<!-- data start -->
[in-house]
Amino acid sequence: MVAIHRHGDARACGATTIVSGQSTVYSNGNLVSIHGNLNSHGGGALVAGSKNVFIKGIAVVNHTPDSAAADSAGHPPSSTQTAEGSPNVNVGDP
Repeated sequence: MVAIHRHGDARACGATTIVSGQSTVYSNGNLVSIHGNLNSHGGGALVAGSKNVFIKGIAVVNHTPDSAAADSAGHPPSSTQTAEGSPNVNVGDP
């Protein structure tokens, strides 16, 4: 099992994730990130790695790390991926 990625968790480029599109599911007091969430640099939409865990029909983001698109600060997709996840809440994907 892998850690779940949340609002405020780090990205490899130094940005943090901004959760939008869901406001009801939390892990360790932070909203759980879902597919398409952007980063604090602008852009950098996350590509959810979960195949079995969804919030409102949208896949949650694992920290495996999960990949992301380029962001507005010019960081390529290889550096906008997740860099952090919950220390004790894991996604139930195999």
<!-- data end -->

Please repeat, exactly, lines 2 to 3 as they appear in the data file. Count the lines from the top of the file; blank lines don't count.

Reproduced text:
Amino acid sequence: MVAIHRHGDARACGATTIVSGQSTVYSNGNLVSIHGNLNSHGGGALVAGSKNVFIKGIAVVNHTPDSAAADSAGHPPSSTQTAEGSPNVNVGDP
Repeated sequence: MVAIHRHGDARACGATTIVSGQSTVYSNGNLVSIHGNLNSHGGGALVAGSKNVFIKGIAVVNHTPDSAAADSAGHPPSSTQTAEGSPNVNVGDP